I-CAL participants head home

Today we started our final day in Colombia and our final day of programming for the 2011 I-CAL trip. Our day started early so that we could make the most of our final day in South America. Our plan included stops at a chicken and pork processing plant, an avocado cooperative, some small furniture buildings, a flower farm and finally a small corn arepa production facility. With five stops and one day to complete them we had a crammed packed schedule. None the less we did have the help of a local woman Catalina who would be showing us a lot of the local agriculture. We began the day with breakfast at a little shop on the corner of a business street.
Immediately after breakfast we headed to tour a swine and chicken processing and packing plant. The group split up into two groups and chose either the pork or chicken tour. We started our tour from the packaging process and worked our way to the harvesting to prevent contamination.
The plant was surprisingly compact for all that goes on within the plant. Supercerdo; the name of the pork company we were touring slaughters and processes 400 pigs daily. We were able to visually see the entire process from finish to start, as well as we were able to learn a lot about the process in South America.
After the tour we asked a few questions about the chicken facility and were able to get a very quick tour through that facility. Unfortunately there was a break down in the plant and no chickens were being process, but we were still able to walk through the facility and see the infrastructure. In the process we learned they are capable of slaughtering and processing 5,000 chickens every day. Supercerdo and Superpollo are somewhat vertically integrated as well, the processing plant owns the farms that the animals come from.

 

After our early morning tour of the packing plants we were introduced to Catalina, a 28-year-old Colombian native. She works for Genesis Enterprises, a nonprofit organization working to help small farmers market their products as well as provide them access to processing facilities.
Our first tour with Catalina was at an avocado processing plant. We were able to see how the avocados entered, were cleaned and then sorted. We even stepped in the cooler used to elongate the life of the avocado. It was interesting to learn that 400 growers make up this group harvesting over 1,000 hectares of avocados. The avocado farmers are growing a Hass variety and harvest two crops a year. These are chosen because of their long shelf life and resistance to diseases. Currently, this plant is only exporting to Holland because they don’t have the volume to provide to European or U.S. markets.
Immediately following our avocado adventures, we headed to a few furniture stores to view the forestry part of agriculture. Furniture in Colombia is significantly less expensive than the United States. The carpenters were using a wood from the Pacific Forest south of Panama; these woods were also known to be a very hard wood and are high in quality. It was refreshing to see something so varied than our few previous stops.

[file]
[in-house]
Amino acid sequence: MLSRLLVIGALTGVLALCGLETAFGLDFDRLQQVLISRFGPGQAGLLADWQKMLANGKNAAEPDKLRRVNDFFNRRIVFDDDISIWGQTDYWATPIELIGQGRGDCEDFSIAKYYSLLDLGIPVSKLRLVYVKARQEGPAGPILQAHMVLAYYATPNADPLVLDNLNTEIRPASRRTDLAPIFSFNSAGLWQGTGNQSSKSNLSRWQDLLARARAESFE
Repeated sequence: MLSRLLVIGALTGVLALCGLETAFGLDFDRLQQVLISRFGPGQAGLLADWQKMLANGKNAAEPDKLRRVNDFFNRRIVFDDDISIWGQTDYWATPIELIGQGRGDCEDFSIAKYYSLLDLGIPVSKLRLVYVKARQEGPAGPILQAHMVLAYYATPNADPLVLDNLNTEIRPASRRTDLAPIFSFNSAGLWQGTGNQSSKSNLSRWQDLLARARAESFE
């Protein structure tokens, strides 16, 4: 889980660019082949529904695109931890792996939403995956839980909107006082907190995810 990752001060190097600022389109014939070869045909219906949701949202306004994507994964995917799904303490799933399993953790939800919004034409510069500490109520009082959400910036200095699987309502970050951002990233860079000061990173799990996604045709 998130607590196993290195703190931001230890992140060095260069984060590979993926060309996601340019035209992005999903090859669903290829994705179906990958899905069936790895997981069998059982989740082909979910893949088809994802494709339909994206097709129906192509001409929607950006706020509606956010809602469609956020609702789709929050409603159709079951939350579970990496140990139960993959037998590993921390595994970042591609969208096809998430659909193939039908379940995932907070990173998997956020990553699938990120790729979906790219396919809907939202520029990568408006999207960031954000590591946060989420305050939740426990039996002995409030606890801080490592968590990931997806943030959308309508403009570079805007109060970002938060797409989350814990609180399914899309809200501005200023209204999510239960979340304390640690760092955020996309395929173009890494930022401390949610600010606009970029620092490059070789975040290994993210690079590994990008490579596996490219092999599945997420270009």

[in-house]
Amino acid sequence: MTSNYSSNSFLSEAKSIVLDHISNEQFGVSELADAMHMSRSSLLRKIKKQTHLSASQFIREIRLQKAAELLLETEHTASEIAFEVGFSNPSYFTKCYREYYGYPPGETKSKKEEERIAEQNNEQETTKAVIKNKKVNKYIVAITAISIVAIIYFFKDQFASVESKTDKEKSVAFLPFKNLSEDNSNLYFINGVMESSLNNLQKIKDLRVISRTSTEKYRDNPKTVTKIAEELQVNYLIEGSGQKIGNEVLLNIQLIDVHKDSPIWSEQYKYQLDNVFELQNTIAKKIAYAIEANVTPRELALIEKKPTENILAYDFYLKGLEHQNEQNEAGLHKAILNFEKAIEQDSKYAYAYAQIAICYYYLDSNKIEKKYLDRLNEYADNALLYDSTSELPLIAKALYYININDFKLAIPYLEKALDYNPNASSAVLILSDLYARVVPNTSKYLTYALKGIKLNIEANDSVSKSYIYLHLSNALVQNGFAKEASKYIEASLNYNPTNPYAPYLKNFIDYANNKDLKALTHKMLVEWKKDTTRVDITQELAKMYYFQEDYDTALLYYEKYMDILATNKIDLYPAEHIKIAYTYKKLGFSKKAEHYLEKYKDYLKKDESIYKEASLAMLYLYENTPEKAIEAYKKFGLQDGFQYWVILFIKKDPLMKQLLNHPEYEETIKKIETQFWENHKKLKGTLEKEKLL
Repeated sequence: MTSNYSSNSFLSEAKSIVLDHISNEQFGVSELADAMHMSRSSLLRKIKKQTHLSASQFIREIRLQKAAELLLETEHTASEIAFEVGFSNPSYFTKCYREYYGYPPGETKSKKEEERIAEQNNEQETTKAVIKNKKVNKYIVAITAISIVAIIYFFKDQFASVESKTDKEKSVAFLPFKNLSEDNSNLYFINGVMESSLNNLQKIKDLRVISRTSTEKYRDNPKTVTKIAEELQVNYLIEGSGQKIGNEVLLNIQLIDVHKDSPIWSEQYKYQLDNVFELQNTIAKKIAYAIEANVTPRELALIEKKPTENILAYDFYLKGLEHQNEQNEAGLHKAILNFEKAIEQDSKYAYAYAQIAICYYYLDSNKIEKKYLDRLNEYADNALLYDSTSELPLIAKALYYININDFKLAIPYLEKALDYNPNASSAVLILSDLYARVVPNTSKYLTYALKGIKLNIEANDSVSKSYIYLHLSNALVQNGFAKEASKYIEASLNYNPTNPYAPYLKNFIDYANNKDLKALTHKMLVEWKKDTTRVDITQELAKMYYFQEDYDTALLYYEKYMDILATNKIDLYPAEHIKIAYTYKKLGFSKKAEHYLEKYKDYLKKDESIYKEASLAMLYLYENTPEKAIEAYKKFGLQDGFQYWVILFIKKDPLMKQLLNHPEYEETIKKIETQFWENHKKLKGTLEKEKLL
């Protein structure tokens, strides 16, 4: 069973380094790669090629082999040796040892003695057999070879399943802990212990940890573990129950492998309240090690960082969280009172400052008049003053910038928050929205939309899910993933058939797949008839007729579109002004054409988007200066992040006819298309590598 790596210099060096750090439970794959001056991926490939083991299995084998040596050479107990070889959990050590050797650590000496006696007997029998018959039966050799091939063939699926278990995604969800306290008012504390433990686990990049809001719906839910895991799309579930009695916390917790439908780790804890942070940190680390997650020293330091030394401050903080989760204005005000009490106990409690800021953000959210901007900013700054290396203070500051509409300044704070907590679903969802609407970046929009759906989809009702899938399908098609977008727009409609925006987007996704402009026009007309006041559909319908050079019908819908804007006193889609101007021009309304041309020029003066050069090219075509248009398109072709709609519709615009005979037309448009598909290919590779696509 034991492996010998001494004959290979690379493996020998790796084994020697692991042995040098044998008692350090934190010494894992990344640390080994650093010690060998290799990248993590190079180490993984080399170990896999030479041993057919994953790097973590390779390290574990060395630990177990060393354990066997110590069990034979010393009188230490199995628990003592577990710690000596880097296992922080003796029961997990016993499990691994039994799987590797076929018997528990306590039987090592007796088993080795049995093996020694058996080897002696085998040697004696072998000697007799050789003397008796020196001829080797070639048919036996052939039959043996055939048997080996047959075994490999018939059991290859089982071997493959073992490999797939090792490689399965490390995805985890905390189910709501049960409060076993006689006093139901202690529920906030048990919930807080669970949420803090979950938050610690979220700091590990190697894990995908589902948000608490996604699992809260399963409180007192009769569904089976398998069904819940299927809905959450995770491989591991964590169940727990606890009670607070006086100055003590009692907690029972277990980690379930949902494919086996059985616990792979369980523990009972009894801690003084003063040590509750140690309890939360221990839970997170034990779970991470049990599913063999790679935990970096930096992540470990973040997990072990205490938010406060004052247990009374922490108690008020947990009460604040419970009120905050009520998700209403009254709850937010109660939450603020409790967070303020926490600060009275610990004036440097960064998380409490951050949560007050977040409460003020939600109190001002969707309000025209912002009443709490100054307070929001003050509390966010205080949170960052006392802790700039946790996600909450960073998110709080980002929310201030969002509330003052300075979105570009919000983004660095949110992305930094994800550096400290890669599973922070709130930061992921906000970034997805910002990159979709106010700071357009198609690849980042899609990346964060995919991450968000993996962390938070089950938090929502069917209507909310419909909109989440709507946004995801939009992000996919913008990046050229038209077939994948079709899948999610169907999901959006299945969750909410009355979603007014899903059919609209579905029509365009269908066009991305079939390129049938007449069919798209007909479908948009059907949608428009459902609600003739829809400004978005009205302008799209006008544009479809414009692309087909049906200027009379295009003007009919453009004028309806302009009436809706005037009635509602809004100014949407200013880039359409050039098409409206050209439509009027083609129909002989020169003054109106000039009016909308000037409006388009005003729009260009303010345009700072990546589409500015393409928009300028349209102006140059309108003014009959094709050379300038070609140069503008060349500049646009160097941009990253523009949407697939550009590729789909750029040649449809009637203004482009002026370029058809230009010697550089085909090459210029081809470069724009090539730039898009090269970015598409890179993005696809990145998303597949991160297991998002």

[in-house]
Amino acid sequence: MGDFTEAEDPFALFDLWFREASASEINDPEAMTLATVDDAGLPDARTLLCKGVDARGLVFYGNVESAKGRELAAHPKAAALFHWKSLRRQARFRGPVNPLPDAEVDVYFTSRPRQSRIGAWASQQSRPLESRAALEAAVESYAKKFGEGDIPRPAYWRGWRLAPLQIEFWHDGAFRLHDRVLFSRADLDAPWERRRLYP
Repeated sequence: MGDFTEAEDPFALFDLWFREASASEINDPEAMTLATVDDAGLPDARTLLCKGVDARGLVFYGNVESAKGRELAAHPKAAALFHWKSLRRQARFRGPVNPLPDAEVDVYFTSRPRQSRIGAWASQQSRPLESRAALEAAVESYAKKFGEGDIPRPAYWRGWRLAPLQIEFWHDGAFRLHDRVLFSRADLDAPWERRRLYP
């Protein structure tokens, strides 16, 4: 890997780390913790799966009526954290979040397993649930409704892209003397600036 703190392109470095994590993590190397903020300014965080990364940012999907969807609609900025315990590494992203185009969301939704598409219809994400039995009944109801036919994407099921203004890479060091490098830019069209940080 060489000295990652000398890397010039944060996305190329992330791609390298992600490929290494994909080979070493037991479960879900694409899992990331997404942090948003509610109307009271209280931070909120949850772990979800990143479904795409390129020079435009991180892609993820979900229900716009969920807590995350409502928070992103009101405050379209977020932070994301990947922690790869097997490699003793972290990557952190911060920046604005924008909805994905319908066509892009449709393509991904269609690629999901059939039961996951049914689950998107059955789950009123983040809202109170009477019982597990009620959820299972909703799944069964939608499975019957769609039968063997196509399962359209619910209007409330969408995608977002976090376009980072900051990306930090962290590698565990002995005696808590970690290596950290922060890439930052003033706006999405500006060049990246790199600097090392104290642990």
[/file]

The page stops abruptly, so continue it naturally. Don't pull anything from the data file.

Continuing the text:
After a very quick lunch stop at a local restaurant, we visited a local farm. This is a flower farm which produces five types of flowers. We were able to view the growing process, the harvesting process, as well as the post-harvest process. Eighty-five percent of the farms exports go to the United States under the Sunburst Farms label. The flower industry is very important to the country of Colombia. Currently Colombia is the second largest exporter of flowers in the world, second only to the Netherlands.

Upon completion of the flower farm visit we saw a small arepas operation. Arepas are hard to describe. Imagine something that looks like a pancake and tastes like a sweet corn biscuit. This operation is run by a mother, father, and daughter. They produce 1,600 arepas weekly for restaurants and stores that place orders. They begin with corn, grind it cook it, cool it off as well as seal and package the product. The ingredients are as simple as combining corn, sugar, and water. It was pretty neat to see all of this happening in the same room and of course the best part was being able to test the product.
After our long day full or exciting adventures, we dropped off Catalina and headed to a craft market to purchase our Colombian souvenirs and then ate our last dinner together at a steak restaurant. The day was jammed packed with a diverse array of visits and allowed for a successful last day in Colombia. Reflecting on today most of us saw a side of agriculture we are not used to and saw from the perspective of a foreign producer. Perspective is one of the biggest things we learned today and that has been a theme for our whole program. Overall I think we will all miss Medellin a lot. The moderate weather, beautiful scenery, and twisting and turning roads provided for a great few days in a great Colombian City.
Sarah Marten – Kansas State University
Dakota Hoben – Iowa State University
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